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Chippewa Valley customers raise concerns over incomplete solar projects

(WEAU)
Published: May. 7, 2018 at 5:20 PM CDT
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Dozens of customers in Wisconsin are fighting to get their money back after they say a Minnesota based company failed to complete solar energy projects for them.

A Chippewa County couple says Able Energy, which is based out of St. Paul, has taken thousands of dollars from them without starting work on their solar project.

John and Shawn McMartin said they've lost about $18,000 and the company hasn't made any moves towards construction on their home solar energy system

John described the situation that’s been dragging on for more than two years as a “nightmare.”

“They worked up a very nice package for us and presented it to us and then unfortunately when they got the money that's kind of that last we've seen of them,” he explained.

The couple says they were among 30 others involved in a Chippewa Valley buyers group that Able Energy said would discount the solar systems through bulk purchasing.

Shawn added, “They told us they wouldn't have the final group together for few months so they couldn't tell us exactly when our system would be put in but we were given a target date of April to May of the spring of 2017.”

Since the couple made their second payment hitting that total of $18,000 Able Energy estimated they'd begin building after that in a couple of months but it has now been nearly a year since then.

“There are a lot of people that are putting much needed funds that could have been used in much more serious places than this,” said Shawn. “So, I guess why we're speaking out is that we don't anybody else to get stuck in a situation like this.”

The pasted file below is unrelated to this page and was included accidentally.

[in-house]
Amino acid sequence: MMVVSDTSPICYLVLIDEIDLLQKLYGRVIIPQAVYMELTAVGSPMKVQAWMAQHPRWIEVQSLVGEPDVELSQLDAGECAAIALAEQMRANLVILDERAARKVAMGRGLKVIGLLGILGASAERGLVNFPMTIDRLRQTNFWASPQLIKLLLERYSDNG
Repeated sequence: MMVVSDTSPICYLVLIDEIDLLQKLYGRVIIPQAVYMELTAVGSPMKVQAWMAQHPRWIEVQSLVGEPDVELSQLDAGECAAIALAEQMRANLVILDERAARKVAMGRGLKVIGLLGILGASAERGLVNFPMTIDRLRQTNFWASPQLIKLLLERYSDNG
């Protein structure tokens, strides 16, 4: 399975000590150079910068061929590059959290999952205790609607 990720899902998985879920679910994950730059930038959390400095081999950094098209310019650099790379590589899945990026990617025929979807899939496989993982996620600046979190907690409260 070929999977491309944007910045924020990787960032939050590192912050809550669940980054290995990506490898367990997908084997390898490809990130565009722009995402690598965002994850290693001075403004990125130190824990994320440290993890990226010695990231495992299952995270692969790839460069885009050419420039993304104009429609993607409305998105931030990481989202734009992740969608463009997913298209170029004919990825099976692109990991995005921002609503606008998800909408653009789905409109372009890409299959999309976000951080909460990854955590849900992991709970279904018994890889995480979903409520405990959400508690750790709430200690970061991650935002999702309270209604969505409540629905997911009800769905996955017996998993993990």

Now the couple is working with the non-profit Midwest Renewable Energy Association to build a case against Able Energy to try and get work done or their money back.

Executive director Nick Hylla said, “We feel that there is a strong possibility that if we can pressure Able Energy enough to get them to focus on completing the installation that's really our best case scenario is completing the work that's already started.”

The group has been looking at legal options including pursuing criminal proceedings as a last resort to bring a resolution to issue.

Hylla said it’s the company’s interest, “to make sure that this resolves and to make sure people are aware of some of the complications and how to deal with a contractor and maybe formally establish pathways to resolution like they have in other states.”

WEAU did reach out to Able Energy multiple times and were able to leave one message with the company however we found most of their voice message systems were full and have yet to hear back.

The couple tells us sixteen projects among their Chippewa Valley group have been completed but say 14 remain to be finished.

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